DOCK2 appears to modulate SMC phenotype by inhibiting Myocd/SRF-mediated SMC marker gene transcription. DOCK2 regulates Myocd/SRF function via inhibiting Myocd expression, SRF nuclear location and Myocd-SRF interaction. DOCK2 may inhibit Myocd expression by regulating Myocd transcription similar to SMC marker genes because DOCK2 is a nuclear factor. DOCK2 blocks SRF nuclear translocation probably via an indirect mechanism because DOCK2 does not directly interact with SRF. These mechanisms may include SRF nuclear transporting or SRF exporting machinery. Although the mechanisms by which DOCK2 inhibits Myocd expression and SRF nuclear location require further investigation, DOCK2 is likely to block Myocd-SRF interaction through diminishing the availability of Myocd for SRF binding because DOCK2 inhibits Myocd expression as well as directly binding to Myocd. The combined effects of DOCK2 on Myocd expression, SRF nuclear location and Myocd-SRF interaction make DOCK2 a powerful regulator mediating SMC phenotypic modulation.
DOCK2 and KLF4 appear to cooperatively mediate SMC phenotypic modulation because co-expression of DOCK2 and KLF4 has a greater effect in reducing Myocd-SRF interaction comparing to each of the individual effect. KLF4 is known to inhibit SMC marker expression and modulate SMC phenotype also by inhibiting Myocd expression and Myocd-SRF interaction. However, the mechanisms underlying DOCK2 and KLF4 are different. DOCK2 interacts with Myocd, but not SRF to attenuate Myocd-SRF interaction while KLF4 interacts with SRF, but not Myocd to block Myocd-SRF binding. DOCK2 also inhibits KLF4 binding to SRF (Fig. 5), which is likely due to the role of DOCK2 in blocking SRF nuclear translocation (Fig. 3A–3B). Since PDGF-BB induces the expression of both DOCK2 and KLF4, the cooperative action of DOCK2 and KLF4 may be required for suppressing the strong activity of Myocd in SMC marker expression, leading to a successful phenotypic modulation.
The present study has used both rat balloon carotid artery injury model and mouse carotid artery ligation model to study the role of DOCK2 in vascular remodeling. The mechanisms underlying the balloon injury-induced remodeling are not identical to that of ligation injury. Balloon catheter completely denudes endothelium, which triggers the production of inflammatory factors such as PDGF-BB 21. Ligation injury maintains intact endothelium initially although the endothelium may be partially detached by persistent vessel constriction 19. The near-stasis conditions in the ligated vessel may prompt significant inflammatory response 19. Balloon injury-induced vascular response resembles the remodeling of vascular structures in restenosis after angioplasty while ligation injury-mediated remodeling partially recapitulates the development of intimal lesions in human vascular diseases that occurs in the absence of noticeable endothelial denudation. Knockdown or knockout of DOCK2 blocks neointima formation in both the balloon- and ligation-injured arteries suggest that DOCK2 mediates a key mechanism, i.e., the SMC phenotypic modulation, which is shared by these two different vascular responses.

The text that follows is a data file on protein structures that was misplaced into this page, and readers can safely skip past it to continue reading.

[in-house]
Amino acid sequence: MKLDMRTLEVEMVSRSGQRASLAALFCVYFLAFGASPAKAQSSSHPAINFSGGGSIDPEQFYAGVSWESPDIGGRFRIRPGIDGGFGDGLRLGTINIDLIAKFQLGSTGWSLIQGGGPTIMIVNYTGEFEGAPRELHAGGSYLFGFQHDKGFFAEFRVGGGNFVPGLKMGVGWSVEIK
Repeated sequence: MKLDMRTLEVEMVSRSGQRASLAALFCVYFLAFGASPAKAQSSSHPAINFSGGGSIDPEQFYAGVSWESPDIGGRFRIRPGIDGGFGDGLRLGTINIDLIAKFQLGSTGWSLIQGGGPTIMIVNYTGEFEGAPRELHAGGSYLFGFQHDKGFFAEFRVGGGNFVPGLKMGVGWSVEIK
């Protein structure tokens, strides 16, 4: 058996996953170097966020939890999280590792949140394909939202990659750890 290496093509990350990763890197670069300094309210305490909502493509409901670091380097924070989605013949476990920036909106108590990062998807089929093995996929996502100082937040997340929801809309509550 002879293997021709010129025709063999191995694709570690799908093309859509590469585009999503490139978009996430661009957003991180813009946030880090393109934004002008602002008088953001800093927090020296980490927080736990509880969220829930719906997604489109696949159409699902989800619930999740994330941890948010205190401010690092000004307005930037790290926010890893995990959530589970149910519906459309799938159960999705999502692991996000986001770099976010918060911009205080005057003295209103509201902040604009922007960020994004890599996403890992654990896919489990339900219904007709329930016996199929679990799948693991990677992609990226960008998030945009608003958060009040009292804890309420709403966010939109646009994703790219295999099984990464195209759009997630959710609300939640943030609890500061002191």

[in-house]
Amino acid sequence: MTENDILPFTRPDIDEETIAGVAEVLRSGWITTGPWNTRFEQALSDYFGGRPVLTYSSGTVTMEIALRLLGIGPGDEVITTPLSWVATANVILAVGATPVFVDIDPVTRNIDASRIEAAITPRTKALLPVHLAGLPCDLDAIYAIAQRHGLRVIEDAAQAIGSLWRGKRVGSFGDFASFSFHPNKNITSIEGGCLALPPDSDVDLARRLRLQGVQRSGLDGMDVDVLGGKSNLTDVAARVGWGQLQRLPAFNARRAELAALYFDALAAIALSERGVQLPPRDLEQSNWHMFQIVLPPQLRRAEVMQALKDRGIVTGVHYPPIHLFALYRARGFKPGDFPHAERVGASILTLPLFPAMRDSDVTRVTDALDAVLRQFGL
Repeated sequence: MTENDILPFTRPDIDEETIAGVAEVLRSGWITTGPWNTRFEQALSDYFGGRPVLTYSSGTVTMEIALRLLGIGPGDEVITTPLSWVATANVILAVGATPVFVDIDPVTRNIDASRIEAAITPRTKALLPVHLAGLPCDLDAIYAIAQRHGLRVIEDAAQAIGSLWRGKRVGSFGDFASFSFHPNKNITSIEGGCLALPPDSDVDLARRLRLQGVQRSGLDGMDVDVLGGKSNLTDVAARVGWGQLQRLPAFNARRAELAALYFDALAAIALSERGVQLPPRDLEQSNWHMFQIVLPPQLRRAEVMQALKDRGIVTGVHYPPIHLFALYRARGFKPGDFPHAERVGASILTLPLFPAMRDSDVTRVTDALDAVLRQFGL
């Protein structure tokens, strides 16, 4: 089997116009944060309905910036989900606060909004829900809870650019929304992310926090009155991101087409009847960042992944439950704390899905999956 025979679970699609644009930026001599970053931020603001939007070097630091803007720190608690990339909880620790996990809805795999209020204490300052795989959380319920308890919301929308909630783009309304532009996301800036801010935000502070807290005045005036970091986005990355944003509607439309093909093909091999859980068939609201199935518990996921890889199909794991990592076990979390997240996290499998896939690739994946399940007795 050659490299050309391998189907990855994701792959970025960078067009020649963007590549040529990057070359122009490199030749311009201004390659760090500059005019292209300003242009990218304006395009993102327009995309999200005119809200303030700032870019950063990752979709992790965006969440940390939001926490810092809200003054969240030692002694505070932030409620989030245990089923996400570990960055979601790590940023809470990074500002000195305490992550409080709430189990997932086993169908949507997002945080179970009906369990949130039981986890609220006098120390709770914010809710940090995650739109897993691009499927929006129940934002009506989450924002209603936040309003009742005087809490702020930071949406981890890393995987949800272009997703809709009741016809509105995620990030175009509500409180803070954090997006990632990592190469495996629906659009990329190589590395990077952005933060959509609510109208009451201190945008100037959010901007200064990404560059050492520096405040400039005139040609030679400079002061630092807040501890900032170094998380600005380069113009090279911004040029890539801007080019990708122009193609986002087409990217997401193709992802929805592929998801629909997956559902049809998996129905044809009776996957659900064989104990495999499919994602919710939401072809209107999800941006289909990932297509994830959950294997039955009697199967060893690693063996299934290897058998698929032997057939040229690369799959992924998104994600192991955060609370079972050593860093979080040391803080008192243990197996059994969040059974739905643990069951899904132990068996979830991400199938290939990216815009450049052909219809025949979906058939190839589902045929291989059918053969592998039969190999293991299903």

Taken together, our study has identified DOCK2 as a novel regulator for SMC phenotypic modulation and vascular remodeling. Blocking DOCK2 expression, therefore, may be an effective approach to treat proliferative vascular disorders. Since DOCK2 is also functionally involved in inflammation, an essential process contributing to neointima formation, targeting DOCK2 may hamper SMC phenotypic modulation and inflammation simultaneously to achieve a better vascular repair.
Prior studies have shown that SMC phenotypic modulation plays an important role in injury-induced vascular remodeling, but the mechanisms underlying this process remain incompletely elucidated. Here, we used a DOCK2 knockout mouse model as well as molecular and cellular analyses to identify a novel mechanism underlying SMC phenotypic modulation. Our studies demonstrate for the first time that DOCK2 is a novel regulator for SMC phenotype modulation and injury-induced vascular remodeling. DOCK2 modulates SMC phenotype by decreasing Myocd expression, blocking SRF nuclear localization, and attenuating Myocd binding to SRF, thus inhibiting Myocd-induced SMC marker promoter activity. Importantly, our studies indicate that mechanisms underlying DOCK2 and KLF4 functions are different. DOCK2 interacts with Myocd, but not SRF, to attenuate Myocd-SRF interaction, while KLF4 interacts with SRF, but not Myocd, to block Myocd-SRF binding. In a rat carotid artery balloon-injury model, DOCK2 is induced in medial SMC initially and neointimal SMC subsequently following vascular injury. Knockdown of DOCK2 inhibits the neointima formation by 60%. Most importantly, knockout of DOCK2 in mice markedly blocks ligation-induced intimal hyperplasia while restoring SMC contractile protein expression, demonstrating a critical role of DOCK2 in SMC phenotypic modulation in vivo.
SOURCES OF FUNDING
This work was supported by grants from National Institutes of Health (HL123302, HL119053, and HL107526) and National Natural Science Foundation of China (No. 81328002). X. G. was a recipient of American Heart Association Pre-doctoral Fellowship.